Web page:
By David Wilkerson
As the economies of the nations shake and crumble, fear is mounting worldwide. We are seeing Jesus’ words come to pass: “Upon the earth distress of nations, with perplexity… men’s hearts failing them for fear, and for looking after those things which are coming on the earth: for the powers of heaven shall be shaken” (Luke 21:25-26).
Christ has given us a warning here: “Without hope in me, multitudes will die of fright at the things they see coming.”
For Jesus’ followers, however— those who trust in God’s promises to preserve his church—there is glorious freedom from all fear. In fact, all who come under the Lordship of Christ never need to fear again, if they will lay hold of the following secret:
True freedom from fear consists of totally resigning one’s life into the hands of the Lord.
Resigning ourselves into God’s care is an act of faith. It means putting ourselves completely under his power, wisdom and mercy, to be led and preserved according to his will alone. If we do so, the God of the universe promises to be totally responsible for us—to feed, clothe and shelter us and to guard our hearts from all evil.
Jesus provided the ultimate example of this kind of holy resignation when he went to the cross. Just before he gave up his spirit, our Lord cried aloud, “Father, into thy hands I commend my spirit” (Luke 23:46). Christ placed the keeping of his life and his eternal future into the custody of his Father. In doing so, he placed the souls of every one of his sheep into the Father’s hands as well.
You may wonder, “Didn’t Jesus say he himself had the power both to lay down his life and to raise it up again? [see John 10:18]. Why did he have to resign his life into God’s hands for it to be preserved?” The answer is clear: It was to set an example for all of us to follow.
God has the power, wisdom, willingness and love to preserve his beloved people.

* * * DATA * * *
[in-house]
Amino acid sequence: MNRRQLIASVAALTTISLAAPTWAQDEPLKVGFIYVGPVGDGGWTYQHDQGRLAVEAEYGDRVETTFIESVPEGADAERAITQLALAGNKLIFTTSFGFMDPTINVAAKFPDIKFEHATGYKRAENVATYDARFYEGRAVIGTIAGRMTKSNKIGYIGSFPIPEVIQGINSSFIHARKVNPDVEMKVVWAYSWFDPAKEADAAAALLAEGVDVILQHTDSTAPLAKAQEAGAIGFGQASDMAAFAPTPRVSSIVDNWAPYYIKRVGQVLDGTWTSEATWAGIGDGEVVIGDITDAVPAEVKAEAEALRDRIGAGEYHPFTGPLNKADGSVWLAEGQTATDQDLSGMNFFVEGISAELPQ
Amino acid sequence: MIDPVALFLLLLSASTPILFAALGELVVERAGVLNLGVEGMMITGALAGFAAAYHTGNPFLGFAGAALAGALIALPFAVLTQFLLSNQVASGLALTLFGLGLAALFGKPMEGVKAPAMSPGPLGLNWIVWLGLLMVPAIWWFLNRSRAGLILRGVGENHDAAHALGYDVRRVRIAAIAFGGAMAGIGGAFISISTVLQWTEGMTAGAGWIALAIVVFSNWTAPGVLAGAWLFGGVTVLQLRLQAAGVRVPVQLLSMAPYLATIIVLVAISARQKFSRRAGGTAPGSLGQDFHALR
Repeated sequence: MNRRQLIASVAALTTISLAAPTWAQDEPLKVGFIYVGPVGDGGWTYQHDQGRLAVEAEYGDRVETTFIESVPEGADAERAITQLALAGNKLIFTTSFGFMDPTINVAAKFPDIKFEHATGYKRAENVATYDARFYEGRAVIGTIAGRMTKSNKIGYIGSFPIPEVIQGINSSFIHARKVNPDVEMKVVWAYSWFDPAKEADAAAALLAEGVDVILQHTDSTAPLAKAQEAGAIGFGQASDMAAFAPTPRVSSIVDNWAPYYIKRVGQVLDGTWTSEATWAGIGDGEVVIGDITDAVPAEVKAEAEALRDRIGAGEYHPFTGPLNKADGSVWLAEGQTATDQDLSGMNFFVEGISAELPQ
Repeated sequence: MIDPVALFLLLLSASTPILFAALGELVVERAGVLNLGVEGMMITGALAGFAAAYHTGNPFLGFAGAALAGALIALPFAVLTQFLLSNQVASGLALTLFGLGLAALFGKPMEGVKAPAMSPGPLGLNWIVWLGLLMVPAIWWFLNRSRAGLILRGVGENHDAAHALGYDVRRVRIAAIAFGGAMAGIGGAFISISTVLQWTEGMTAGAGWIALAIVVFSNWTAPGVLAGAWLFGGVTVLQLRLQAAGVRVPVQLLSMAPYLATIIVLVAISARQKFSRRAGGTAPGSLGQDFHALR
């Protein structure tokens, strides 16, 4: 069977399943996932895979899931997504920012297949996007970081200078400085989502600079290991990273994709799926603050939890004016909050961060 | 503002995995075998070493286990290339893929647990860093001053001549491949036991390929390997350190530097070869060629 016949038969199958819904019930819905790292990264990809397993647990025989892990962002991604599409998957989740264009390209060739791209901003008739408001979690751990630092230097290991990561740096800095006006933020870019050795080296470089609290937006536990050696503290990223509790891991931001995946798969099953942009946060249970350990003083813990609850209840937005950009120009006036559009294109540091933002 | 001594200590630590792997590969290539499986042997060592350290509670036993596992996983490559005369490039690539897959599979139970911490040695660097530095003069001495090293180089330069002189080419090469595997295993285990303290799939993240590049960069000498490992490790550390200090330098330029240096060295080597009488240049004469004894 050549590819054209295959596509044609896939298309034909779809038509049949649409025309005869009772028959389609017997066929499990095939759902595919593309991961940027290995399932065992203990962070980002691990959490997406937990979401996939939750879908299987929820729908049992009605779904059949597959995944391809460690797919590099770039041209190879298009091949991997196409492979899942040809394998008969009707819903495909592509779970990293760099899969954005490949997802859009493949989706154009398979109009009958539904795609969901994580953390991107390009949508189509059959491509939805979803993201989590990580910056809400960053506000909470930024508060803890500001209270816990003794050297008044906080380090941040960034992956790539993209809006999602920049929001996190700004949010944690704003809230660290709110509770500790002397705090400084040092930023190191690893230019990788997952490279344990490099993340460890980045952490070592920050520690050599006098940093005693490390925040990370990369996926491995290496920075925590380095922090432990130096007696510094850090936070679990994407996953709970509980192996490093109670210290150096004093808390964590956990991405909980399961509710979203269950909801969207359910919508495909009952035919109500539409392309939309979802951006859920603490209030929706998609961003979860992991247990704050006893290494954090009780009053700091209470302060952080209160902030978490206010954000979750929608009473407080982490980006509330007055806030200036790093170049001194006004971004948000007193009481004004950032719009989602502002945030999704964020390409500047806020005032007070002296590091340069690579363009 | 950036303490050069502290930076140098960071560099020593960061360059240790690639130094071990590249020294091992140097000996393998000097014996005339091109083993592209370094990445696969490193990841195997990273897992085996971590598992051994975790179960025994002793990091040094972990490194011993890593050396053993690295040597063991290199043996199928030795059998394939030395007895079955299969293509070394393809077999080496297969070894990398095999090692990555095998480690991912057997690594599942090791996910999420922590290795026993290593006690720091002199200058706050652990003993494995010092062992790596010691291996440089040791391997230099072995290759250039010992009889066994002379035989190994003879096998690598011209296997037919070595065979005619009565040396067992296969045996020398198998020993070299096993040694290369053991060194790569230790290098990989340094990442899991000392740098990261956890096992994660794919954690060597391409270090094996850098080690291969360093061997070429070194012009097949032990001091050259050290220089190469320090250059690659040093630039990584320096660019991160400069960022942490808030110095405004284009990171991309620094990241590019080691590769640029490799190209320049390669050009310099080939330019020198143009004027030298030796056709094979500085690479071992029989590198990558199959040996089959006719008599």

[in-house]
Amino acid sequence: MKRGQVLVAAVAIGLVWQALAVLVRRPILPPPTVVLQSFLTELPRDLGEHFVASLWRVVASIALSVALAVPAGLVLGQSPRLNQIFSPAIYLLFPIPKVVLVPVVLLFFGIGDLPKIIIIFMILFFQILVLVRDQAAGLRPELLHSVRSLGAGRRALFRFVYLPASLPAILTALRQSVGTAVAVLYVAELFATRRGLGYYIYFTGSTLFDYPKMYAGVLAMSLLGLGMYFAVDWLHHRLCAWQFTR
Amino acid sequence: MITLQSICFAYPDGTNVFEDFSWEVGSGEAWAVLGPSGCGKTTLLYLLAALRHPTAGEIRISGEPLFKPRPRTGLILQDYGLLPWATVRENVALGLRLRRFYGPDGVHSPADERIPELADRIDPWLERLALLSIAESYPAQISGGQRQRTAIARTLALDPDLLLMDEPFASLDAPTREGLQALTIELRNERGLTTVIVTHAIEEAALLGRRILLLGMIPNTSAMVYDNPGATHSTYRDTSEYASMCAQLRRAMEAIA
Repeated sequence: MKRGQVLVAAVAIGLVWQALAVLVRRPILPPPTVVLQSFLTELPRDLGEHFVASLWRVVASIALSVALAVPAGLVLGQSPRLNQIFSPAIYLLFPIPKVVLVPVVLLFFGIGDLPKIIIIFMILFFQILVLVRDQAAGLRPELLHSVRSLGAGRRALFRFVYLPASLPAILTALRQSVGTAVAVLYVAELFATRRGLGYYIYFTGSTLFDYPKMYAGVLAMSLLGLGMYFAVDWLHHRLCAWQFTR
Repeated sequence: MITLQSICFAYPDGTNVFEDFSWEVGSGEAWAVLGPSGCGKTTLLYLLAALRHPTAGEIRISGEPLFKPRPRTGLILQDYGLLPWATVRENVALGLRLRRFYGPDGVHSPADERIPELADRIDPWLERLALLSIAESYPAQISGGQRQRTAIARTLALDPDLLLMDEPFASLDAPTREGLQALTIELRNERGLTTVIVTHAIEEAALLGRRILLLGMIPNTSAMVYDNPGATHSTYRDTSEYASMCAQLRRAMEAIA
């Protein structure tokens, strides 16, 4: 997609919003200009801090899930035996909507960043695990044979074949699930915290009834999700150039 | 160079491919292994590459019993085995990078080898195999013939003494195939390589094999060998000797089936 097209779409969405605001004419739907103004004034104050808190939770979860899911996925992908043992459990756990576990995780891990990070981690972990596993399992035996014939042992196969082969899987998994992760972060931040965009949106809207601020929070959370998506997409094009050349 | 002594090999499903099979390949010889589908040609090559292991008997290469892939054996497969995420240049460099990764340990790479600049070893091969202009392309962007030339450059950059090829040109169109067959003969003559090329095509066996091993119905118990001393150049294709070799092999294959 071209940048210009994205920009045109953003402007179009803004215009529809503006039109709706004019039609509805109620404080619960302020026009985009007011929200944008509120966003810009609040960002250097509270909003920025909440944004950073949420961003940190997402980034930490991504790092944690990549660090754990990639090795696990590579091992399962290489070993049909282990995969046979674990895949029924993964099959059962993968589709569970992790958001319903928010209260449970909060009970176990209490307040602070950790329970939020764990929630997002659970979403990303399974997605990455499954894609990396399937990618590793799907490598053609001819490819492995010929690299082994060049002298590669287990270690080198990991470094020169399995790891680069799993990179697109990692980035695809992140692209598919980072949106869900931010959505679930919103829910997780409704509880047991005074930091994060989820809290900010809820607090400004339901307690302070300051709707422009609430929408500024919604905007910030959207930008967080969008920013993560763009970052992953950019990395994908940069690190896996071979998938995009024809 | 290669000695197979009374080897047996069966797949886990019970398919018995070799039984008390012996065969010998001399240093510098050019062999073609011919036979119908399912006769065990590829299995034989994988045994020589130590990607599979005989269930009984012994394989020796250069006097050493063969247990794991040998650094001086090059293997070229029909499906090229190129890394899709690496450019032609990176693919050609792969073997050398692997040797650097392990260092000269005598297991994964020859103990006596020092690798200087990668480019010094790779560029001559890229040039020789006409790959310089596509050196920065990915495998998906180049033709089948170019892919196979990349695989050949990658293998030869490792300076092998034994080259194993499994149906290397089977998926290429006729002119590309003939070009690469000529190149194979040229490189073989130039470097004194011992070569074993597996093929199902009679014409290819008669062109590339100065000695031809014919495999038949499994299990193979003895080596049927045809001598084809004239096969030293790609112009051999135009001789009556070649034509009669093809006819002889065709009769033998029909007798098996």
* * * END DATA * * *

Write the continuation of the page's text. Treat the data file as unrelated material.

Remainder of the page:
If we’re being asked to trust our lives to someone, we have to know that person has the power to keep us from all danger, threats and violence. Otherwise, our trust is in vain. Simply put, our God has the wisdom and power to guide us—and countless others—through various crises and difficulties. And he accomplishes it all in love.
If you know the Lord at all, then you know this is his character. He is almighty, infinitely wise, a friend who sticks closer than a brother. Indeed, he is the very essence of love. Paul says, “I know whom I have believed, and I am persuaded that he is able to keep that which I have committed unto him against that day” (2 Timothy 1:12).
Paul is telling us, “I’ve put my life in the Lord’s hands. And I am persuaded he won’t embezzle my trust. He will faithfully keep his word to preserve me because he’s able and willing to do so. That has been my experience with him time after time.”
Today, as the storm clouds gather over the nations, we have a choice. We can either resign our lives into the Lord’s hands, or we can be responsible for keeping and preserving ourselves—a task that’s impossible when God is shaking everything!
Actually, it doesn’t matter what kind of times we’re living in. Our peace and contentment will always depend on our resignation into God’s hands. “Delight thyself also in the Lord; and he shall give thee the desires of thine heart” (Psalm 37:4).
If you’ve fully resigned yourself into God’s hands, then you’re able to endure any and all hardships. And you know that no matter what calamity befalls you it can’t be fatal, because you are clay in your Father’s hands. Once you’ve resigned your life into the hands of Almighty God, he wants you to be able to go about your daily business without fear or anxiety. And, indeed, your resignation to him has a very practical effect in your life.
You see, the more resigned you are to God’s keeping power, the more indifferent you’ll be to the conditions around you. You won’t constantly try to figure out the next step. You won’t be scared by any frightful news swirling around you. You won’t be overwhelmed as you think about the days ahead—because you’ve entrusted your life, family and future into your Lord’s safe and loving hands.
How worried do you think literal sheep are as they follow their shepherd into open pastures? They’re not concerned at all, because they’re totally resigned to their shepherd’s leading. Likewise, we are the sheep of Christ, who is our Great Shepherd. Why should we ever be disquieted about our lives or futures? He knows perfectly how to protect and preserve his flock because he leads us in love.
How is our resignation into God’s hands accomplished?
We see in the Bible that whenever someone approached this walk of self-resignation, he did so only with great seriousness of thought. It’s easy for Christians to say, “The Lord’s will be done,” in a general way. But it means something else to resign ourselves into God’s hands in a trying circumstance.